New in Chess Yearbook 141
New In Chess Yearbook, which appears four times a year, contains the latest news in chess openings. Each issue brings you dozens of new ideas on the cutting edge of modern chess opening theory. Have a look at what this issue has to offer.
In the FORUM Section, René Olthof analyses a spectacular game by Russian GM (and Yearbook author!) Alexander Predke which might just feature the best novelty of 2021. Han Schut investigates Magnus Carlsen’s combination of 4.h4 with Nadanian’s old bizarre move 6.Na4 in the Grünfeld – is it worth a try? And Viktor Moskalenko is back – not, this time, with a French novelty, but with a special twist to a well-known gambit in the Trompowsky. There are also new insightful letters by Wayne R.Gradl and Rafal Ogiewka.
From Sadler’s Engine Room
Matthew Sadler’s second column on computer chess openings focuses on the famous TCEC SuperFinals between the Stockfish and Leela Zero engines. We get a glimpse (well – an extensive look) behind the scenes of which openings are chosen for these SuperFinals by Jeroen Noomen and… Matthew Sadler! As always, the top engines have their own, often quite surprising, approaches to these opening lines.
Glenn Flear reviews a new book on the hot London System by Oscar de Prado – the Spaniard’s second work on this opening, this time with a quite different angle, is called The London System in 12 Practical Lessons. Fabiano Caruana has turned his DVD Navigating the Ruy Lopez into a book called Caruana’s Ruy Lopez, and it features some extremely instructive explanation from the World’s No. 2. Of course Flear also had to find out what his compatriot Gawain Jones had made of the attractive-sounding concept of Coffeehouse Repertoire (Volume 1), and finally he compares Mihail Marin’s two recent books on one opening: Leningrad Dutch and Dutch Sidelines.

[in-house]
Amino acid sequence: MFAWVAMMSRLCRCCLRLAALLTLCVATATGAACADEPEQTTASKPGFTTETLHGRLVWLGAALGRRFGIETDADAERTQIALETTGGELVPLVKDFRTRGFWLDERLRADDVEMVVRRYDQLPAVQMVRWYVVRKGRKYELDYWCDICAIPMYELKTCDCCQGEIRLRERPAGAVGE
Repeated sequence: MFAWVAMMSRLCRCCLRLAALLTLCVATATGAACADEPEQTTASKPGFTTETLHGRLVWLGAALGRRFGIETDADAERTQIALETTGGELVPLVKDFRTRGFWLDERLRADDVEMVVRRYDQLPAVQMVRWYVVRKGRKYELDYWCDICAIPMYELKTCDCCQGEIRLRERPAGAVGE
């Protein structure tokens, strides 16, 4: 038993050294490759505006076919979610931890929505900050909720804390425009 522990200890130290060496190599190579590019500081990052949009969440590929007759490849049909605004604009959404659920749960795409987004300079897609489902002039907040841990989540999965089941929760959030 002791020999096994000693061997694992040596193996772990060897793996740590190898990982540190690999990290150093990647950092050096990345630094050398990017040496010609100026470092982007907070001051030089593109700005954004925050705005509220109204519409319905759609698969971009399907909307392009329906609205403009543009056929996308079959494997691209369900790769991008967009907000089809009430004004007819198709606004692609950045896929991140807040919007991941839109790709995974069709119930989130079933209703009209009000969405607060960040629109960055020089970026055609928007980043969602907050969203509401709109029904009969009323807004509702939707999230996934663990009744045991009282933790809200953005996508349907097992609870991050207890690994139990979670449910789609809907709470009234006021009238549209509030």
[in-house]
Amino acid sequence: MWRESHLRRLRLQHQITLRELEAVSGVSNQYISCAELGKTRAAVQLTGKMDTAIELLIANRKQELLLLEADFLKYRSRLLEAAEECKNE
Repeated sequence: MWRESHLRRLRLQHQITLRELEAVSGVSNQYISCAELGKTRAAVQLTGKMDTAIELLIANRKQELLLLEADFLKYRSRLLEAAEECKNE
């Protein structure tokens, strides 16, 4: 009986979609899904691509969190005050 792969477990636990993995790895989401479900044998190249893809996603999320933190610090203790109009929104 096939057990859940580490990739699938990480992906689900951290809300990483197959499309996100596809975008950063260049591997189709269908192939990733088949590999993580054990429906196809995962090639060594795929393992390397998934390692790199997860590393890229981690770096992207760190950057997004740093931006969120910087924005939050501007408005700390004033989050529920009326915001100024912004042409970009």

Sicilian Defence - Moscow Variation 3..b5+ - Ganguly
Sicilian Defence - Najdorf Variation 6..g5 - Zwirs
Sicilian Defence - Dragon Variation 9.0-0-0 - Golubev
Sicilian Defence - Sveshnikov Variation 9..d5 - Van der Wiel
Caro-Kann Defence - Advance Variation 4..f3 - Rodi
Ruy Lopez - Berlin Defence 4.d3 - Warmerdam
Ruy Lopez - Berlin Defence 6..a4 - Timman
Ruy Lopez - Møller Variation 5....c5 - Flear
Ruy Lopez - New Arkhangelsk Variation 6....c5 - Gupta
Ruy Lopez - New Arkhangelsk Variation 6....c5 - Ris
Ruy Lopez - Zaitsev Variation 12.a3 - K.Szabo
Italian Game - Giuoco Piano 6...d5 - Pijpers
Italian Game - Giuoco Piano 6..g5 - Ganguly
Vienna Game - Azerbaijan Variation 3.d4 - Ponomariov
Queen’s Gambit Declined - Early Divergences 4...dxc4 - Vilela
Slav Defence - Slow Slav 4.e3 - Panczyk and Ilczuk
Tarrasch Defence - Semi-Tarrasch 6.e4 - Mchedlishvili
Queen’s Gambit Accepted - Two Knights Variation 4..c3 - Ikonnikov
Queen’s Gambit Accepted - Classical Variation 7..c3 - Adams
Grünfeld Indian Defence - Exchange Variation 5..d2 - Olthof
Grünfeld Indian Defence - Exchange Variation 7..f3 - Vigorito
King’s Indian Defence - Early Divergences 3.h4 - Sokolov
Queen’s Pawn Openings - 3.g3 Line - Fogarasi
Queen’s Pawn Openings - 3.g3 Line - Gledura
Réti Opening - Early Divergences 2....d7 - Karolyi